A condensed version of the exhibit, “Lisa in Ten”, was launched in 2013 and the demand to bring it to high school campuses in our community has grown significantly. Our goal is to have the exhibit available to every high school campus on an annual basis, bringing the message of family violence prevention, intervention and healing to young people across San Joaquin County.
Pinwheels for Prevention (P4P): an education and awareness campaign for preschool thru elementary school children that age appropriately focuses on child abuse and safe adults. There is also a P4P presentation for high school students/ adults which includes human trafficking awareness.
ACEs Aware: CAPC works with various Medi-Cal providers and local community-based organizations to develop best practices for implementing ACEs screenings and supporting patients with trauma histories. Attention is given to building supportive networks of care so that Doctors and social service agencies can collaboratively deliver trauma informed services to our community.
The CAPC also offers a 24-hour Advice Hotline:Answered by a trained family advocate 24 hours a day, 365 days a year, providing guidance and resource information to families in immediate need.
Other family assistance includes distribution of donated clothing and toys, holiday assistance and linkage to no-cost diapers and baby needs.
The impact of COVID to the CAPC:
Overall, the CAPC has seen a significant increase in the need for services provided since the start of COVID-19. When COVID-19 began, CAPC staff acted quickly – identifying strategies to meet with children and families in safe ways, manage remote visits and ensure the safety of children and families in all of our programs. Intermittent daycare and school closures have meant that young children have had to stay at home while their parents and caregivers juggle caretaking, supervision of play and potential telework responsibilities. These circumstances have added stress to the families we serve - who were already struggling to overcome, increasing their chances for toxic stress and, ultimately, increasing the likelihood of abuse or neglect to occur.
Young children’s social, emotional and mental well-being are being directly impacted and well-functioning families are experiencing stressors they never have before. Across the board, our programs are seeing an increase in the number of families requesting services and an increase in the requests and needs for referrals to mental health services, food programs, utility assistance and a variety of other local resources. More, adolescents are grieving the loss of their social networks, resulting in increased symptoms of anxiety, depression and other mental health challenges that staff are working to support.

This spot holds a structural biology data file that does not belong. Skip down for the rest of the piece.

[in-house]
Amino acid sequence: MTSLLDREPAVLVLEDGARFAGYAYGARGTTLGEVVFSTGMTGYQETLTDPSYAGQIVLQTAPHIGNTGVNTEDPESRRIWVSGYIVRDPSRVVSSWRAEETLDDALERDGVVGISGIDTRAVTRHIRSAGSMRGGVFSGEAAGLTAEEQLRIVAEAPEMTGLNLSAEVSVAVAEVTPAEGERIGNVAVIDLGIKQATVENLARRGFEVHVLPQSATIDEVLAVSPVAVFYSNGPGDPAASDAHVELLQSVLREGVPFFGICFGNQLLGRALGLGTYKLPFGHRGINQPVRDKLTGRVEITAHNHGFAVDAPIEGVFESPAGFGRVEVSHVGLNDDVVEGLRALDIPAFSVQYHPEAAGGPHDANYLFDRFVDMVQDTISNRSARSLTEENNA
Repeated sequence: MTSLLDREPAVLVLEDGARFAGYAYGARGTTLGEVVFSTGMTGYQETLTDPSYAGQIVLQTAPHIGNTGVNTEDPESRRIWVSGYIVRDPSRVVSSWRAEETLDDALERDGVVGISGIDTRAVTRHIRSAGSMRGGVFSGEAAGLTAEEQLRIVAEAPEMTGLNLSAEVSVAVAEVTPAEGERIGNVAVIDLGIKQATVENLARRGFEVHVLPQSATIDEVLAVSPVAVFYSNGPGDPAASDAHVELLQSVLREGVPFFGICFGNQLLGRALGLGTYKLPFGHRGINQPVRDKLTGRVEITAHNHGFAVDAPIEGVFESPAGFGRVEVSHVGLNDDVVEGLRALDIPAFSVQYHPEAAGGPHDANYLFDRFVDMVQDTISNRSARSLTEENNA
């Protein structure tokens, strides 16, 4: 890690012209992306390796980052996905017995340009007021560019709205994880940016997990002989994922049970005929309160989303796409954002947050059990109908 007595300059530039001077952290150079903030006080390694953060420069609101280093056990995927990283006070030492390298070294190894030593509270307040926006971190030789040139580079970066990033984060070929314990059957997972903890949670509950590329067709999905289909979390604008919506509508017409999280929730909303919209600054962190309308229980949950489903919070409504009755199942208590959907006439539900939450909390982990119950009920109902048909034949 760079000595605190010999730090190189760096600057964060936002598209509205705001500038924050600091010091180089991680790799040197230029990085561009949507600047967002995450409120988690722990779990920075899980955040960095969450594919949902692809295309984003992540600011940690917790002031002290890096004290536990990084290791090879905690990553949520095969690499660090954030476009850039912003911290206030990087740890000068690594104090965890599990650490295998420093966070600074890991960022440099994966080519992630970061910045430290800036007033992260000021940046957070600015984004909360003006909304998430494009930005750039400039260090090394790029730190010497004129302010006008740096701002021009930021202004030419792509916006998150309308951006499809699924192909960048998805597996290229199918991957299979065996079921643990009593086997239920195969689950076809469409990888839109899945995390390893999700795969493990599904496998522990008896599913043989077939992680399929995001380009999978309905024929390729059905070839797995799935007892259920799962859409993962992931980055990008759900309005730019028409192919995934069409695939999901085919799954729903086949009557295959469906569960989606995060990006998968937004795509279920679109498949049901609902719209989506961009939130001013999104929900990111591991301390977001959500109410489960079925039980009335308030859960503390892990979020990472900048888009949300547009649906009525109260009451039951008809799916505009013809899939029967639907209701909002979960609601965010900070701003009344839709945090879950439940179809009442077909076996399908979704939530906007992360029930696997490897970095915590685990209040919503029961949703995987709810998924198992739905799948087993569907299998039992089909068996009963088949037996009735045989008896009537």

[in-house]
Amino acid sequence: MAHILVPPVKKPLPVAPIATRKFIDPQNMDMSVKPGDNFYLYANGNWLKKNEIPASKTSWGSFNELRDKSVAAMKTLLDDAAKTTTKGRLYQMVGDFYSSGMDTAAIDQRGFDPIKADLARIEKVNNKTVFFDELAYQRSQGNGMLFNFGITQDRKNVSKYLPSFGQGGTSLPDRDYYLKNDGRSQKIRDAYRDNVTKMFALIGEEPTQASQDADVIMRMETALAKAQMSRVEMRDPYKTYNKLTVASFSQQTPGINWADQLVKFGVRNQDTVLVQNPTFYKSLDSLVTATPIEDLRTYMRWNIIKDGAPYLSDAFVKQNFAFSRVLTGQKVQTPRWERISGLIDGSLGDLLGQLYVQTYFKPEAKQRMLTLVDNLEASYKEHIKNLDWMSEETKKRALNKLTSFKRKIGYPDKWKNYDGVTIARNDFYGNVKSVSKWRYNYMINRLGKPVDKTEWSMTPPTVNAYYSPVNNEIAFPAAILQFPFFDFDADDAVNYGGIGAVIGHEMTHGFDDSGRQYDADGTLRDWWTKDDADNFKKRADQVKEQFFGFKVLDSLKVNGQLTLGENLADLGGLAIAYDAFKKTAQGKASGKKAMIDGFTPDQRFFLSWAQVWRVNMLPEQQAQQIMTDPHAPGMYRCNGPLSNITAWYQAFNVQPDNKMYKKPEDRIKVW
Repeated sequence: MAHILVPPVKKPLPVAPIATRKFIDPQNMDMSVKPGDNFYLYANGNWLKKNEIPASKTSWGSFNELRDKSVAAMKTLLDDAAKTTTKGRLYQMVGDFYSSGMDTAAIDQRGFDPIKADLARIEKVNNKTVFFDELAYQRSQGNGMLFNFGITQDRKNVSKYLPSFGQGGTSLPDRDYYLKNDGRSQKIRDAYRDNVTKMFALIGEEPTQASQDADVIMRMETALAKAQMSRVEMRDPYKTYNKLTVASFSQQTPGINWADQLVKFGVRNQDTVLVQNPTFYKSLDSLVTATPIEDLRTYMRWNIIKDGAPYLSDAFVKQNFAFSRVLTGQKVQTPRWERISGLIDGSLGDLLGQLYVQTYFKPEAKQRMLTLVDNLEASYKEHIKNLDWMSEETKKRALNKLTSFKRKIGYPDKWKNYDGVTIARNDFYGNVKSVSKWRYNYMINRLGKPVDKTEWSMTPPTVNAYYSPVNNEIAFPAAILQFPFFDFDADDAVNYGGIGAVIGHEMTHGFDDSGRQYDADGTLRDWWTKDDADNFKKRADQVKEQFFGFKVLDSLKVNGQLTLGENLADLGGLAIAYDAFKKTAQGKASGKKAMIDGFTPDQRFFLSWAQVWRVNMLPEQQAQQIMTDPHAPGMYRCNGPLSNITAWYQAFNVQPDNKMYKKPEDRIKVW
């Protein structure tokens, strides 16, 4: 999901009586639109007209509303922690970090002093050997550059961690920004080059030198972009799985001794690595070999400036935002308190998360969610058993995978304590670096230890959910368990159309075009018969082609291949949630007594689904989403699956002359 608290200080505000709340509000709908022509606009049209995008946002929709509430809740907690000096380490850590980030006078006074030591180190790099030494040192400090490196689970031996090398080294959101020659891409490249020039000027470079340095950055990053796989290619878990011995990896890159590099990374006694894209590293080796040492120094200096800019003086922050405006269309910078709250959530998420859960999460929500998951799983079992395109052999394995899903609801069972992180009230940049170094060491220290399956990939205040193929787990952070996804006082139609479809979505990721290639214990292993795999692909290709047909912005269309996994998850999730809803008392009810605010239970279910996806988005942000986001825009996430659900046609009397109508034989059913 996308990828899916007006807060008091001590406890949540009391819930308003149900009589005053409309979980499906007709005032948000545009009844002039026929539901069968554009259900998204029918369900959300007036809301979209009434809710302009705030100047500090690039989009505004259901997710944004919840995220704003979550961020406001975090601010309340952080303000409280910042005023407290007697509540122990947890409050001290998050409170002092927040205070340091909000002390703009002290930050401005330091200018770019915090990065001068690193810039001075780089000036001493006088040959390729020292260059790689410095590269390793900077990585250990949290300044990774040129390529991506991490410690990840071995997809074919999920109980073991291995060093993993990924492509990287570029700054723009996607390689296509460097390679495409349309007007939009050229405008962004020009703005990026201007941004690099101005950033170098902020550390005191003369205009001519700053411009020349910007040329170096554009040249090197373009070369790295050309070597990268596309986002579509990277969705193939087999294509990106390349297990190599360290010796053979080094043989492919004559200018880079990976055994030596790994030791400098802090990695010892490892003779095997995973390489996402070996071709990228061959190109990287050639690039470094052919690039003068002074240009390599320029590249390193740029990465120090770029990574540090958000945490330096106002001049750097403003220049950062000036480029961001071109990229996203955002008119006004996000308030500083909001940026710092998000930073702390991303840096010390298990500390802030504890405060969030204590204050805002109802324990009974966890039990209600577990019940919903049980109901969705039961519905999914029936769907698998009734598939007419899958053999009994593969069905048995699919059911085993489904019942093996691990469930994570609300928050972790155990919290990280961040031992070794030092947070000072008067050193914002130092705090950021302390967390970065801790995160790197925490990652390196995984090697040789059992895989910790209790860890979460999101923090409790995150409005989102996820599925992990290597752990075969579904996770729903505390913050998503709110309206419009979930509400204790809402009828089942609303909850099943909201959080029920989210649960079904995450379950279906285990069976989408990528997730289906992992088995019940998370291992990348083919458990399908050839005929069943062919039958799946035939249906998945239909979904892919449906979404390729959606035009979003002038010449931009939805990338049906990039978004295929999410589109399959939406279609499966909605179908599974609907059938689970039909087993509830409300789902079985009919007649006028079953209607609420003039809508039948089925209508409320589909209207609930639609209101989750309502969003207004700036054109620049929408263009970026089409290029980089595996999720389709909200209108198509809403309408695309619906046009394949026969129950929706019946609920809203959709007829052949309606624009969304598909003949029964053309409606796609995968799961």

Since the school year has begun, the CAPC has been actively working with school district partners to provide training on how to identify young people in need of mental health supports while teaching virtually. Similarly, case managers are supporting families in establishing routines & boundaries that will ensure all members in a family are able to successfully execute work from home plans, distance learning and other virtual services: topics we’ve never had to address before. In an effort to further support the larger community, the CAPC has been actively providing self-care trainings to local partners doing their essential, critical work & helping them identify strategies to avoid burn out, compassion fatigue and secondary trauma: all becoming increasingly more relevant as social service programs are further stretched.
The pandemic & shelter in place orders are also taking a toll on our community’s most vulnerable population: children in foster care. With foster parents and CASA’s already in short supply, child protective agencies are struggling to locate alternative, safe options for those suffering from abuse.As a result, many abused and neglected children are locked inside with their perpetrators without the protective eyes of the teachers, coaches, doctors and others to advocate for them. In the months ahead, as our world slowly opens back up, the demand for advocacy will increase further as more children enter child welfare and their horrific stories of abuse are made visible.Despite COVID-19, the CAPC has identified unique strategies to maintain outreach and recruitment efforts for volunteers and we continue to host trainings through a digital platform and in-person with appropriate safety accommodations